The resulting movie is the best onscreen comedy in years, in a world wherein screwball comedy has lately been defined by lowbrow sex jokes, hit-or-miss improv, and increasingly preposterous situations.  Here is something low key, accessible, cultured, and smart.  Here is something heartfelt, truly funny, and furthermore, relevant – Shakespeare’s poking fun at the incompetent police forces of his day (which at the time were made up of respectable citizens who took up the job for a few nights a year despite being all but completely unqualified to do so) doesn’t quite pinpoint the more serious missteps of our current enforcement, but Dogberry’s ineptitude (not least of which is his famously redundant list of Conrade and Borachio’s felonies) and eventual day-saving suggest that social order and emotional normalcy can and will be restored by sheer providence/circumstance.  It also showcases women in a medium (Renaissance comedy) wherein many folks may not have thought prominent female characters would exist (or at least not as wives and damsels, as they do in much of Shakespeare’s work).  Moreover, all the wit and wordplay still dazzle, right down to the title: “nothing” and “noting” were homonyms when the play was written, and here we have a story in which every character’s emotional stability is upturned due to something that did not actually happen (i.e. “nothing”), and every major turning point in the story is triggered by characters spying and eavesdropping on one another (i.e. “noting”).

May Whedon continue along this road.  This is real superhero work.

Much Ado About Nothing (2013); written and directed by Joss Whedon; adapted from the play by William Shakespeare; starring Amy Acker, Alexis Denisof, Nathan Fillion, and Riki Lindhome.

Dinner For Schmucks

Be nice to your goats

It becomes evident within the first twenty minutes of Dinner For Schmucks that that “schmucks” in question are the very people attending the dinner.  At the onset, the movie reminded me of a film I wrote and worked on – Slices – which featured characters meeting when the protagonist (straight man) hits the secondary main character (funny man) with a car, following which he gives him a ride, and the adventure begins.  I was flabbergasted until I remembered that when I was writing Slices in 2007, I was creating a project in the vein of conventional double-act comedy.  After that, I was able to enjoy myself.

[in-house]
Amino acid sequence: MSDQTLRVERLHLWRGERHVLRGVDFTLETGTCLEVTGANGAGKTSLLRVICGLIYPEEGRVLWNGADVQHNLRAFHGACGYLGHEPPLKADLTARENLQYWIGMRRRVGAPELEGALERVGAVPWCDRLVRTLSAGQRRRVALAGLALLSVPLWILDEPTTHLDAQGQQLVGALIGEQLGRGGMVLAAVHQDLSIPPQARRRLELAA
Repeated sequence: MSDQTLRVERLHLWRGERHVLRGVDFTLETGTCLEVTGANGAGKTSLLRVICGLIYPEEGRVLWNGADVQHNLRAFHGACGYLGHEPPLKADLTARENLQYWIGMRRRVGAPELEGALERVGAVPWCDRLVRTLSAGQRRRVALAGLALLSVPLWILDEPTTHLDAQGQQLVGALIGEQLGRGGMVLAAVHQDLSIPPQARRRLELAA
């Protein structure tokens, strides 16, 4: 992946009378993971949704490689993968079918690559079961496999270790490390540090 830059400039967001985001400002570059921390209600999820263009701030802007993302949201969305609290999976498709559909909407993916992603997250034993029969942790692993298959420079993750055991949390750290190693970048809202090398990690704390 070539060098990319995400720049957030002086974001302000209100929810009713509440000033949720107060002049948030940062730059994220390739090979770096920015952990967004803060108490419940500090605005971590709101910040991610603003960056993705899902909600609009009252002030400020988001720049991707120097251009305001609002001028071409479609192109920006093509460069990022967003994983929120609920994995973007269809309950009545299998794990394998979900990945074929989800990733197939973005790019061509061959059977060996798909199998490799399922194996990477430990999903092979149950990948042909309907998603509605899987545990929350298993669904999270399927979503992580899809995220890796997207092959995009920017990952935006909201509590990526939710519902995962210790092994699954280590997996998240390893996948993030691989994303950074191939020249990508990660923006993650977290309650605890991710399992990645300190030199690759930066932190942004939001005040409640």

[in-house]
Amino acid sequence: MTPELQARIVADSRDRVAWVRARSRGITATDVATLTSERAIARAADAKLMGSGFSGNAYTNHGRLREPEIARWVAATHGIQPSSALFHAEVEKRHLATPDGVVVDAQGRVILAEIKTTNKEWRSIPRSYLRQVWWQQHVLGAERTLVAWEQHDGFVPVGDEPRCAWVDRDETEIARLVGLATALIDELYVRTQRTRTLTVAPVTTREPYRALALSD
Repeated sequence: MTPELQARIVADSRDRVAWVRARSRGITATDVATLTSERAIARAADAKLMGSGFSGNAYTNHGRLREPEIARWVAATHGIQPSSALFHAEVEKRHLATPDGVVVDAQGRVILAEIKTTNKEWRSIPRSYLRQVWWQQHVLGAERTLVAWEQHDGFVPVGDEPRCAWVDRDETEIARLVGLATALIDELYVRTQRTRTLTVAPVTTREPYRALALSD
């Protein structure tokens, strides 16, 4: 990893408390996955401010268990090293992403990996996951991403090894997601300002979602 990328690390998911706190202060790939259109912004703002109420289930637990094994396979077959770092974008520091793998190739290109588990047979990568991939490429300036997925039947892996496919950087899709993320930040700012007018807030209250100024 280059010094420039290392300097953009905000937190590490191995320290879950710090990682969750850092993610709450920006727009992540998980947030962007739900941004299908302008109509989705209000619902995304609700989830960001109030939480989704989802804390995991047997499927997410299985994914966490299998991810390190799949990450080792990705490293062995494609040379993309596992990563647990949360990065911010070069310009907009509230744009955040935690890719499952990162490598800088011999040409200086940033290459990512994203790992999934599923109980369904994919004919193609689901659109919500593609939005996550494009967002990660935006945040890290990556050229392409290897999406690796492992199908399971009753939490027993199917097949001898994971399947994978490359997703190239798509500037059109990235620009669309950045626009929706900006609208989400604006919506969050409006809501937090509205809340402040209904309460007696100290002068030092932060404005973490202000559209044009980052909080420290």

The film features Steve Carell as the funny man and Paul Rudd as the straight man.  Rudd’s character, Tim Conrad, is offered a high-paying position at the company he works at (by the time the film is halfway done, you won’t remember what the company is or what they do or what they’re called; you’ll just remember that they’re a classic group of misogynistic suit-wearing pricks with a ton of money).  As part of the company’s tradition, Tim is required to attend a company dinner and bring along an “idiot” to make fun of.  Why this would be funny or plausible in real life without the “idiots” realizing what was going on is beyond me, but it makes for an interesting comedic premise, to be sure.

Of course, Tim decides to bring Barry Speck (Carell), a taxidermist who collects dead mice and creates colorful dioramas with the corpses.  After a fight with his girlfriend Julie (Stephanie Sztostak), Tim is left with Barry, who mistakes which night the dinner is.  Together they adventure through L.A. in hopes of bringing Julie back, running into a nice cast of bizarre characters including Tim’s insane ex, Darla (Lucy Punch); Barry’s mind-controlling IRS boss, Therman (Zack Galifianakis), and eccentric artist Kieran Vollard (Jemaine Clement), with whom Julie is thought to be cheating on Tim.  Clement brings yet another quirky and well-acted performance to a comedy film, all but stealing the show again in this one.  As Vollard tells us, “There are only two things in this world: wonderful, visceral, sexy sex; and death.  Horrible, boring death.”

The film also features Bruce Greenwood, Ron Livingston and David Walliams in small roles, as well as Larry Wilmore, The Daily Show With John Stewart‘s “senior black correspondent,” and Kristen Shaal (also of Flight of the Conchords and The Daily Show).   It seems as though Stewart’s show is now a gateway into comedy films and larger comedy careers in general, as exemplified by Carell, Stephen Colbert, Ed Helms, Mo Rocca, Rob Riggle and Rob Corddry.

The performances and direction fit the bill.  It’s a well-cast film with an ear for comedy, though it doesn’t have as many laugh-out-loud moments as the recent Date Night or Get Him to the Greek.  The film perhaps makes up for it with some truly touching moments, including a scene where we find out exactly what some of Barry’s weirdest dioramas are really referring to.  The dinner itself, the film’s centerpiece, has a lot to live up to, and while it’s not chock-full of gut-busting one-liners, it’s got enough color and bon-mot-flinging to satisfy.  It even features appearances by Patrick Fischler of ABC’s Lost and Jeff Dunham, who does his annoying ventriloquism thing.

Despite not containing one occasion of the word “schmucks,” the film is a charmer with some real heart, not to mention Steve Carell on his comedy A-game.  Go see it, for schmuck’s sake.

Dinner For Schmucks (2010); written by David Guion; directed by Jay Roach; starring Steve Carell, Paul Rudd, and Jemaine Clement.